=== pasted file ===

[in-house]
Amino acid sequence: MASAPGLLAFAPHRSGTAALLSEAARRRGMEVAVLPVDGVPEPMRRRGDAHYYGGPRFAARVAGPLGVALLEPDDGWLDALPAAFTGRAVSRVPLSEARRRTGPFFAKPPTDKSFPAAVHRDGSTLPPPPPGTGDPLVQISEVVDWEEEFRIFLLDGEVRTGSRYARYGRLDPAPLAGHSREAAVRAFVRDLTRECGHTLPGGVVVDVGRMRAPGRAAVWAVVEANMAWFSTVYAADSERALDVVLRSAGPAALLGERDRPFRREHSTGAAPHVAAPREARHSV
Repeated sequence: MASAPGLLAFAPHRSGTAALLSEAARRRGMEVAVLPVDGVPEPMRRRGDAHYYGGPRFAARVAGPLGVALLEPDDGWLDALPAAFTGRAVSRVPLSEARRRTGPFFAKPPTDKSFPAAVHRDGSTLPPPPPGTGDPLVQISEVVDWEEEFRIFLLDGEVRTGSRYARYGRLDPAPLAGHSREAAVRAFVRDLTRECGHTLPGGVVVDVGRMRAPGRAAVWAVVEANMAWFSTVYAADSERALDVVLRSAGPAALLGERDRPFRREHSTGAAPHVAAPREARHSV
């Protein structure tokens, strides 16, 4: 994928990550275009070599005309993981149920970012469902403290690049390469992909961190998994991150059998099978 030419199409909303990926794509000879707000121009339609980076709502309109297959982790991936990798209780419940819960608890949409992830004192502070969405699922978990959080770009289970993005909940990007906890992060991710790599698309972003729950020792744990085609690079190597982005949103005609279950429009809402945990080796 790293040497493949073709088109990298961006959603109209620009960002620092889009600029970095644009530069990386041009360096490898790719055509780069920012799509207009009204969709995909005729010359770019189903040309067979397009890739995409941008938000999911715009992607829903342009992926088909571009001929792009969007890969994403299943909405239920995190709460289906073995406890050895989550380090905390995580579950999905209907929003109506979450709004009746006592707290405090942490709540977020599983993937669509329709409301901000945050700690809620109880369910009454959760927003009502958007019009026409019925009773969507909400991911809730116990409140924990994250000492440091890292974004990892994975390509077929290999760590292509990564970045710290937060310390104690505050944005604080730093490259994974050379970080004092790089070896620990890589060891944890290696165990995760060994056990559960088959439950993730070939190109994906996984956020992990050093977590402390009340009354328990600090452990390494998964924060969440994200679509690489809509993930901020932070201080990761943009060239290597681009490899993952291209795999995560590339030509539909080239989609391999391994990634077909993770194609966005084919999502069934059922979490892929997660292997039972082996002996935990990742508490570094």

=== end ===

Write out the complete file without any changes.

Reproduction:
[in-house]
Amino acid sequence: MASAPGLLAFAPHRSGTAALLSEAARRRGMEVAVLPVDGVPEPMRRRGDAHYYGGPRFAARVAGPLGVALLEPDDGWLDALPAAFTGRAVSRVPLSEARRRTGPFFAKPPTDKSFPAAVHRDGSTLPPPPPGTGDPLVQISEVVDWEEEFRIFLLDGEVRTGSRYARYGRLDPAPLAGHSREAAVRAFVRDLTRECGHTLPGGVVVDVGRMRAPGRAAVWAVVEANMAWFSTVYAADSERALDVVLRSAGPAALLGERDRPFRREHSTGAAPHVAAPREARHSV
Repeated sequence: MASAPGLLAFAPHRSGTAALLSEAARRRGMEVAVLPVDGVPEPMRRRGDAHYYGGPRFAARVAGPLGVALLEPDDGWLDALPAAFTGRAVSRVPLSEARRRTGPFFAKPPTDKSFPAAVHRDGSTLPPPPPGTGDPLVQISEVVDWEEEFRIFLLDGEVRTGSRYARYGRLDPAPLAGHSREAAVRAFVRDLTRECGHTLPGGVVVDVGRMRAPGRAAVWAVVEANMAWFSTVYAADSERALDVVLRSAGPAALLGERDRPFRREHSTGAAPHVAAPREARHSV
């Protein structure tokens, strides 16, 4: 994928990550275009070599005309993981149920970012469902403290690049390469992909961190998994991150059998099978 030419199409909303990926794509000879707000121009339609980076709502309109297959982790991936990798209780419940819960608890949409992830004192502070969405699922978990959080770009289970993005909940990007906890992060991710790599698309972003729950020792744990085609690079190597982005949103005609279950429009809402945990080796 790293040497493949073709088109990298961006959603109209620009960002620092889009600029970095644009530069990386041009360096490898790719055509780069920012799509207009009204969709995909005729010359770019189903040309067979397009890739995409941008938000999911715009992607829903342009992926088909571009001929792009969007890969994403299943909405239920995190709460289906073995406890050895989550380090905390995580579950999905209907929003109506979450709004009746006592707290405090942490709540977020599983993937669509329709409301901000945050700690809620109880369910009454959760927003009502958007019009026409019925009773969507909400991911809730116990409140924990994250000492440091890292974004990892994975390509077929290999760590292509990564970045710290937060310390104690505050944005604080730093490259994974050379970080004092790089070896620990890589060891944890290696165990995760060994056990559960088959439950993730070939190109994906996984956020992990050093977590402390009340009354328990600090452990390494998964924060969440994200679509690489809509993930901020932070201080990761943009060239290597681009490899993952291209795999995560590339030509539909080239989609391999391994990634077909993770194609966005084919999502069934059922979490892929997660292997039972082996002996935990990742508490570094």